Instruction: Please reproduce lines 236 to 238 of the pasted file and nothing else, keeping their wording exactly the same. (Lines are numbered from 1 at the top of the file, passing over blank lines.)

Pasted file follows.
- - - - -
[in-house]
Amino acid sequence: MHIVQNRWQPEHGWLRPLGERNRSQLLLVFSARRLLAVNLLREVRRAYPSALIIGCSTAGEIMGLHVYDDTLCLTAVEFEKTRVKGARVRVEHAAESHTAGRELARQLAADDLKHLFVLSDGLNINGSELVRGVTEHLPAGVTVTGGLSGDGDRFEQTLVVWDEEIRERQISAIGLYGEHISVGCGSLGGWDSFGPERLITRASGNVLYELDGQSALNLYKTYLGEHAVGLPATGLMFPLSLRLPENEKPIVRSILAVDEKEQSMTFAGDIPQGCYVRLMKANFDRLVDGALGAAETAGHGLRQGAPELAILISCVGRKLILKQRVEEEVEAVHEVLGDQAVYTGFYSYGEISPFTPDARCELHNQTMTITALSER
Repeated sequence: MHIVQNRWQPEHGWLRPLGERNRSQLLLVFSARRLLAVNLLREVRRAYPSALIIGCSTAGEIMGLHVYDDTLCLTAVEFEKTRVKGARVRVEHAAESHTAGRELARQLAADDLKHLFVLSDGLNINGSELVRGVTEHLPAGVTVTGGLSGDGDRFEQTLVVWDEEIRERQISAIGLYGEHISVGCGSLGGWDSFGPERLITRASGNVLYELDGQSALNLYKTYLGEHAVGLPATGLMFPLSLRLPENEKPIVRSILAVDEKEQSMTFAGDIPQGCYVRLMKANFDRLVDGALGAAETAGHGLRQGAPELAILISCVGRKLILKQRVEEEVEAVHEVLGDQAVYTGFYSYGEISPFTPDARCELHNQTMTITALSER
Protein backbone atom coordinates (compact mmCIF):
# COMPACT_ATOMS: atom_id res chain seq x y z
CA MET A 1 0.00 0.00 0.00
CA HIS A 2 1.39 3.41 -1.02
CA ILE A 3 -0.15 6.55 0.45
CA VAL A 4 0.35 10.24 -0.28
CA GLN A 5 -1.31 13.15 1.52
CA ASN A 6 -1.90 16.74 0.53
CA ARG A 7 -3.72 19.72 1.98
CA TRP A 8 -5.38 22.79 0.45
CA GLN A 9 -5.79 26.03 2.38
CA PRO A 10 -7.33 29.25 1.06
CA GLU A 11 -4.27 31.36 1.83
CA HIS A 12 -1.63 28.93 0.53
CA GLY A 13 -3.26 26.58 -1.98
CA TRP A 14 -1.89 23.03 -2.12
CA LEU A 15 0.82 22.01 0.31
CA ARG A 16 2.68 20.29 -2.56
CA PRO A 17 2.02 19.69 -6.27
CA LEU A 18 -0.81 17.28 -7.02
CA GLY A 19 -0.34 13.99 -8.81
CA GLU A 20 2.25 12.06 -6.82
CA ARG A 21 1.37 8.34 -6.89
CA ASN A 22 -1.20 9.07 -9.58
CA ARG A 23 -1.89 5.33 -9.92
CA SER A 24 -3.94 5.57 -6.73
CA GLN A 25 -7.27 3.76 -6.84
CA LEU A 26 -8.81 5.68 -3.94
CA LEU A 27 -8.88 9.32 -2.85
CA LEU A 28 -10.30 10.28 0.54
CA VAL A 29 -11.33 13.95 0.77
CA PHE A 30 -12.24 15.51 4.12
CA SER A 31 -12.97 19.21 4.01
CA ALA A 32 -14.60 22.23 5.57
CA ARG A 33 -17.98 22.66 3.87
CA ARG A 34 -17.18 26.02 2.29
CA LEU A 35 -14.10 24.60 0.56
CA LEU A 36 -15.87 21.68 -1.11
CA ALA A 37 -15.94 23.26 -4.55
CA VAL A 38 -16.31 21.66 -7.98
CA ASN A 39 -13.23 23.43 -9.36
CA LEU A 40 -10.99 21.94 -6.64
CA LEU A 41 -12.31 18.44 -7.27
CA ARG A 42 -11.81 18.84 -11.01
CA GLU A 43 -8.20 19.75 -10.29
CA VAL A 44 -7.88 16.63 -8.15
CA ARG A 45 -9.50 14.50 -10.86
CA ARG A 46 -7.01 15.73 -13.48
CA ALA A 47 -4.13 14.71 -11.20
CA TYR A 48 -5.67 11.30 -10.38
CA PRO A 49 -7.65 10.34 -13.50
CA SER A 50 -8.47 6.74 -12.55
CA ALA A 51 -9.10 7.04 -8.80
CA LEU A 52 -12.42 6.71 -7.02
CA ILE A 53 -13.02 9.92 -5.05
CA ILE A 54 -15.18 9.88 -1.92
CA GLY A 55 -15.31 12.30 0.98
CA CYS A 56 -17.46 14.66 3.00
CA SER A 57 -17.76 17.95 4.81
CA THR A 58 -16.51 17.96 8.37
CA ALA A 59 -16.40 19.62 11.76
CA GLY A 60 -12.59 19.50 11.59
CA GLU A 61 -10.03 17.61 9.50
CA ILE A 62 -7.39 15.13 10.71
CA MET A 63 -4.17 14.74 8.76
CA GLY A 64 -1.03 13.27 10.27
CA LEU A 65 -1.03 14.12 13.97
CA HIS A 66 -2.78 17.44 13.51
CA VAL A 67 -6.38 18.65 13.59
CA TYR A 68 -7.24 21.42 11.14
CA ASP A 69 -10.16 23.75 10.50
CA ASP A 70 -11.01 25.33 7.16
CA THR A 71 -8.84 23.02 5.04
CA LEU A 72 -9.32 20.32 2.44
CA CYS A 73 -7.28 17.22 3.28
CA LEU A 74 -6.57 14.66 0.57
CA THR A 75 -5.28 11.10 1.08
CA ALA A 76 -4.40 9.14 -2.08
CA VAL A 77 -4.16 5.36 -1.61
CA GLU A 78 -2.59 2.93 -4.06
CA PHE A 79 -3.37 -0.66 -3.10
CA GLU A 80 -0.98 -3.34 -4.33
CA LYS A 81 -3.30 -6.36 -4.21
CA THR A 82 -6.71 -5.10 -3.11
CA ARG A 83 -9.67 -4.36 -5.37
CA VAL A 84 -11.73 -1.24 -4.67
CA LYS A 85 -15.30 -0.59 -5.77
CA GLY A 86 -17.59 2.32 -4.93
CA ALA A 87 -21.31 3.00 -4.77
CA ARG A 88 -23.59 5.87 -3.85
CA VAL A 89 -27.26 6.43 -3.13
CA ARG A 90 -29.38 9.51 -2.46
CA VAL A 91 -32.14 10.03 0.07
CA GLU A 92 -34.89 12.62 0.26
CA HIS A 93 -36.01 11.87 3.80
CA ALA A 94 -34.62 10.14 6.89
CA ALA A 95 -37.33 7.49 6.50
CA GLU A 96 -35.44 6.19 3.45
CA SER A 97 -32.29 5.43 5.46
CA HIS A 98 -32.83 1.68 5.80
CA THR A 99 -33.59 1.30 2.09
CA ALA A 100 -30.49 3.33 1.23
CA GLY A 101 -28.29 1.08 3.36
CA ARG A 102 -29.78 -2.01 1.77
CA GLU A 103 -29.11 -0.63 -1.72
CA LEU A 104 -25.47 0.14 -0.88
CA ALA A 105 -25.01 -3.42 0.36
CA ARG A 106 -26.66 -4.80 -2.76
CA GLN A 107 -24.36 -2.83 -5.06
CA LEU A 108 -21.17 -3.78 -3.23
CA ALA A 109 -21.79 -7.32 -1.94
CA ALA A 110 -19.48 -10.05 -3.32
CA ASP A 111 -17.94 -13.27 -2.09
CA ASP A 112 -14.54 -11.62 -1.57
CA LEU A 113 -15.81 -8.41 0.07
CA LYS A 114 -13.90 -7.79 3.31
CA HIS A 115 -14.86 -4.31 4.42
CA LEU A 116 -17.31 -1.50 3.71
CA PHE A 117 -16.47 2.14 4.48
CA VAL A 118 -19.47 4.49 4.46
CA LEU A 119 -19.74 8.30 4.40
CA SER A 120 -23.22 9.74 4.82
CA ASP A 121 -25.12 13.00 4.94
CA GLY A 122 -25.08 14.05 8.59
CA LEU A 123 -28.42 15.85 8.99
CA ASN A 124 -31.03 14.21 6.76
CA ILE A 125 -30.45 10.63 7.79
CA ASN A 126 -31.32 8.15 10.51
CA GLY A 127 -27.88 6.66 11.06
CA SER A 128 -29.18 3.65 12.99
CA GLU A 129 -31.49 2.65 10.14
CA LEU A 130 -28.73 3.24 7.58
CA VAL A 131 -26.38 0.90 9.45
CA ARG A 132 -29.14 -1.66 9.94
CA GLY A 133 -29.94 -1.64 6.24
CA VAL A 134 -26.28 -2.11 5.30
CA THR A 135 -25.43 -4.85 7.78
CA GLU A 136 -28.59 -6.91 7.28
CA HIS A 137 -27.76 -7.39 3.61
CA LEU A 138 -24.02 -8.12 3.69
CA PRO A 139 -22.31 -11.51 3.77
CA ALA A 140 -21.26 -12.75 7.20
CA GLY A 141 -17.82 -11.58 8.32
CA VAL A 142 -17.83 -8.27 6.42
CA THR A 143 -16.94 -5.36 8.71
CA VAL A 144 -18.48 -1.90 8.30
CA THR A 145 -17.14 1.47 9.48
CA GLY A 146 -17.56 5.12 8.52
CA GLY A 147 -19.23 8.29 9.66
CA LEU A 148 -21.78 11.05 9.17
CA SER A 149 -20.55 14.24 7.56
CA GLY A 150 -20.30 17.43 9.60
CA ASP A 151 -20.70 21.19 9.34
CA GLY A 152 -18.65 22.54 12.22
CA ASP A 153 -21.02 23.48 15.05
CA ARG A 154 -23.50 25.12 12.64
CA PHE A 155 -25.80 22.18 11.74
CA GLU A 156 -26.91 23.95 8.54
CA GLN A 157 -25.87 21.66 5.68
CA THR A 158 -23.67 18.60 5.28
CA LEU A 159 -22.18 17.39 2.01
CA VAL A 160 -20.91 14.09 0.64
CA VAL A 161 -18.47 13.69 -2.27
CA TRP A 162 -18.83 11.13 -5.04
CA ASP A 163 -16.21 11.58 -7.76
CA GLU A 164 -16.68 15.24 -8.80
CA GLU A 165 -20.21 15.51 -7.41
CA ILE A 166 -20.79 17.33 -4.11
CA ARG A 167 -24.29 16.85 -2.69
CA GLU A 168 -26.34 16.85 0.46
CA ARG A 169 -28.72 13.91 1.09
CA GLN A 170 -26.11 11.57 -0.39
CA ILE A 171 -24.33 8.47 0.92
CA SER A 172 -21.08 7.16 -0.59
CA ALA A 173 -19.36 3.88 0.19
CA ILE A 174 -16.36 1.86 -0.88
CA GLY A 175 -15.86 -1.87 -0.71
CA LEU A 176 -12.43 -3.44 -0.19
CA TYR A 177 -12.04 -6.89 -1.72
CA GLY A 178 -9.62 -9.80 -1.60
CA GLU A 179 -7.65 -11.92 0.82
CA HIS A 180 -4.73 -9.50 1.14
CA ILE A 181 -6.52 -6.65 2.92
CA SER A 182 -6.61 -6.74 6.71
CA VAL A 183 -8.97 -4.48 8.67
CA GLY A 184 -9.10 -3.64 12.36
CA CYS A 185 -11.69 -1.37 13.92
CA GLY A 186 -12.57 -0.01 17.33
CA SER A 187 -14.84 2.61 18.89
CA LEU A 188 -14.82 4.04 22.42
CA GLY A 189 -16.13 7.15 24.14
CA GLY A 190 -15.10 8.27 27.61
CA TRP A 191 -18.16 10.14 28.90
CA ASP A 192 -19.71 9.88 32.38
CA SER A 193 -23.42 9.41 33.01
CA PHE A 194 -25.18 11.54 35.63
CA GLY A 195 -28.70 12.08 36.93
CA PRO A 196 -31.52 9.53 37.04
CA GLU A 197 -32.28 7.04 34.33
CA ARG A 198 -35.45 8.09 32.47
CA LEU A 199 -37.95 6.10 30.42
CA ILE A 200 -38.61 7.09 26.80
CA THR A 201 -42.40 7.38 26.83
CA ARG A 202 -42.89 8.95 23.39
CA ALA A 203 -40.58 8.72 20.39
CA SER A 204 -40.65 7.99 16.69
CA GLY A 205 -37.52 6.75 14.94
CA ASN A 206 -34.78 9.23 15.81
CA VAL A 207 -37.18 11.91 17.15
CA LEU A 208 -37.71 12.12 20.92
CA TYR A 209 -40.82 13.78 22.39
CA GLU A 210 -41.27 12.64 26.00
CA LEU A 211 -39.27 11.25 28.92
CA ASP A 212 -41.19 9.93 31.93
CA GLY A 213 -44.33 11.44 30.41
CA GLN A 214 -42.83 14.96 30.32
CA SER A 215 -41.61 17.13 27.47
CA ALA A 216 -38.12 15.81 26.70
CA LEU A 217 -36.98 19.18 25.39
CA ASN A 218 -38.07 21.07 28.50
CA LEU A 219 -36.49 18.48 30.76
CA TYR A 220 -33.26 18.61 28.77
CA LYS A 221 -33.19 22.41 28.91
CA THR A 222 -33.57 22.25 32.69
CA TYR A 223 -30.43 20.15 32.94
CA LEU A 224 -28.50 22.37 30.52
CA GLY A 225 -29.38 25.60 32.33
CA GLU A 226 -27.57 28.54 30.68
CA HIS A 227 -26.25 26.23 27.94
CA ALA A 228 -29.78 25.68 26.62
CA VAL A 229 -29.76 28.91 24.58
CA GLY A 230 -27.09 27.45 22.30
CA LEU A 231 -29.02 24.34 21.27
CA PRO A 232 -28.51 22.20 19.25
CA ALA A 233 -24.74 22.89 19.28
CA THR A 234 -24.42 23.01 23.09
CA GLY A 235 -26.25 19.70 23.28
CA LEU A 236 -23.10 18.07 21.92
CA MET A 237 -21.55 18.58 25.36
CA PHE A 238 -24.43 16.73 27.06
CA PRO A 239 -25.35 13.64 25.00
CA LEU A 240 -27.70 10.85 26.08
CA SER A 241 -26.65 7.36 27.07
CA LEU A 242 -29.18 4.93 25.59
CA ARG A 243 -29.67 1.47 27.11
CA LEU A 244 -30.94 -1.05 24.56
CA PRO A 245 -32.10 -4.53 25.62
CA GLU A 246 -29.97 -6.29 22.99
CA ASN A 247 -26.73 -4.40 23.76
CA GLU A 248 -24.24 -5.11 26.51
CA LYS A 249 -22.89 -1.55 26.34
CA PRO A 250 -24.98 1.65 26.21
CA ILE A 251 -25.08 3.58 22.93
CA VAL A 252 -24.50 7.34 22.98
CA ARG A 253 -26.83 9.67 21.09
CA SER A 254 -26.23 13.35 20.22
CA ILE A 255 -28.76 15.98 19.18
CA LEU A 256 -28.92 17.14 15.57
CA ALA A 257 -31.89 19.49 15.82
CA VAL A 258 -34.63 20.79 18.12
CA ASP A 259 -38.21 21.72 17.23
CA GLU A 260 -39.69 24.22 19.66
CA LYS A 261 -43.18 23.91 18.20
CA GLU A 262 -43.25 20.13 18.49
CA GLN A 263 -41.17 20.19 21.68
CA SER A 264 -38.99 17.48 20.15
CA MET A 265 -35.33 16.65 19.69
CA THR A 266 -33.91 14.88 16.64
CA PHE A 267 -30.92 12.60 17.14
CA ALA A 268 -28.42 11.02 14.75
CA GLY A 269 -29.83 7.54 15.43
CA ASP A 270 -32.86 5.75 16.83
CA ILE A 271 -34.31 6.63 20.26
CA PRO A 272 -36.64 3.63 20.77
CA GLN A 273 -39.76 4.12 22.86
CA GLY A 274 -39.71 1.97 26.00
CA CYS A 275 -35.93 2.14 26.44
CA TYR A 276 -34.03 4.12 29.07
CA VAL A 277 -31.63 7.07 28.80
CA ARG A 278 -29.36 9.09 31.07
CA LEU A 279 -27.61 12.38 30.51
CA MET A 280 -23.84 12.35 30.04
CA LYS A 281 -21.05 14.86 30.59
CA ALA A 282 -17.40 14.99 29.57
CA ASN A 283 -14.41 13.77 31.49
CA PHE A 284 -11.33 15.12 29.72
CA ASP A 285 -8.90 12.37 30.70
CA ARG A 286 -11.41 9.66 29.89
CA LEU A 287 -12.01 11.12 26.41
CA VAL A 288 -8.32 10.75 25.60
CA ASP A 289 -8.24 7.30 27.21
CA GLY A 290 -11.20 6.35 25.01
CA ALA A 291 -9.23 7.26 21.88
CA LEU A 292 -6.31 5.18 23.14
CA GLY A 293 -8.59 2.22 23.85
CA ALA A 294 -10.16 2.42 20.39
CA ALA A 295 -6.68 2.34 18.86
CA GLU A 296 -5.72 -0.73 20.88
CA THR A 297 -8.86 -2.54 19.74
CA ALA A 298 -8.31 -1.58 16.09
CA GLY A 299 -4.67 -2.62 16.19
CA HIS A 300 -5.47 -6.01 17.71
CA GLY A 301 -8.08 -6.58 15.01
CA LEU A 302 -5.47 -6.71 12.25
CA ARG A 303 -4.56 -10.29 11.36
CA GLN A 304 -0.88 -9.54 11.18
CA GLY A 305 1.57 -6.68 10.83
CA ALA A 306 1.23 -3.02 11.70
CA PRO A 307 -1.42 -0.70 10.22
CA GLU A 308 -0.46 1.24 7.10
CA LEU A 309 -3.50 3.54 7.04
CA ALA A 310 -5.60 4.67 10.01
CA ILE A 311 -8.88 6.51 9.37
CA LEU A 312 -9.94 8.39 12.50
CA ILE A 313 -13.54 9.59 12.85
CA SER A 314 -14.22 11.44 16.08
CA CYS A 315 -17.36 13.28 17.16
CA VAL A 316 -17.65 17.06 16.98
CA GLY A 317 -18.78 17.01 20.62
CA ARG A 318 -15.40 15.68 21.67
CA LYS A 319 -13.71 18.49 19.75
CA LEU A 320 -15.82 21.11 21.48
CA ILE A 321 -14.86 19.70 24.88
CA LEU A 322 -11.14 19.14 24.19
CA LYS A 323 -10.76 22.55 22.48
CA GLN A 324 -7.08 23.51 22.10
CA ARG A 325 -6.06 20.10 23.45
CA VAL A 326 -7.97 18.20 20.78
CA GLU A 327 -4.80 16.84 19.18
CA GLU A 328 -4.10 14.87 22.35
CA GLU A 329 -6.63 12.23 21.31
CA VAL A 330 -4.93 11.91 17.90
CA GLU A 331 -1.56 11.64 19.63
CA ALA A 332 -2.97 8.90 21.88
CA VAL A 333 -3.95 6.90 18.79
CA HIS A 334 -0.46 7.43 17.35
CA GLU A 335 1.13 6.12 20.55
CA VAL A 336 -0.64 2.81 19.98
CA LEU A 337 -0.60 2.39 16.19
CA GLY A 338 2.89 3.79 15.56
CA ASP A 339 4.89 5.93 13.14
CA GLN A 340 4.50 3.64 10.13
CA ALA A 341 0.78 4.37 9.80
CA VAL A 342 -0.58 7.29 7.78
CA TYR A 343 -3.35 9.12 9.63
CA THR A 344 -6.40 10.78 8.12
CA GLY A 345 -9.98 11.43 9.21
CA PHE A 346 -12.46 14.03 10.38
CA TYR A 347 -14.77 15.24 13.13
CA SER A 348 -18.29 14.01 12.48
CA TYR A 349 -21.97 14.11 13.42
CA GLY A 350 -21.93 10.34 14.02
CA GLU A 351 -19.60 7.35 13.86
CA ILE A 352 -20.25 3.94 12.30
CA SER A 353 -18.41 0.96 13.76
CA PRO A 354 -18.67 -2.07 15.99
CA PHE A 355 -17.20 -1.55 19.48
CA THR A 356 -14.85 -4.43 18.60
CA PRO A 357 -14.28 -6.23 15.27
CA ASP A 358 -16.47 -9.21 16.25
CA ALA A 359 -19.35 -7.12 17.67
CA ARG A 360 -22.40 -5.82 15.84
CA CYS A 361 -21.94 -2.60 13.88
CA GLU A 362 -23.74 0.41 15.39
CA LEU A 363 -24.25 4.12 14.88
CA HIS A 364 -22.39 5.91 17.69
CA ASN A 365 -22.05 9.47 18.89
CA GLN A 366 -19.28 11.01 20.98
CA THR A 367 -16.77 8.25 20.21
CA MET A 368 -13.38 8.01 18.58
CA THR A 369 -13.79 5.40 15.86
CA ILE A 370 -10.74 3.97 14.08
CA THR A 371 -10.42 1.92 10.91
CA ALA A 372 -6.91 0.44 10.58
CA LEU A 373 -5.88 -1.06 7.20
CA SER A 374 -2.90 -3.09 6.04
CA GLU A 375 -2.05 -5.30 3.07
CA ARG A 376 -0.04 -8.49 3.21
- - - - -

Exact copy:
CA LEU A 231 -29.02 24.34 21.27
CA PRO A 232 -28.51 22.20 19.25
CA ALA A 233 -24.74 22.89 19.28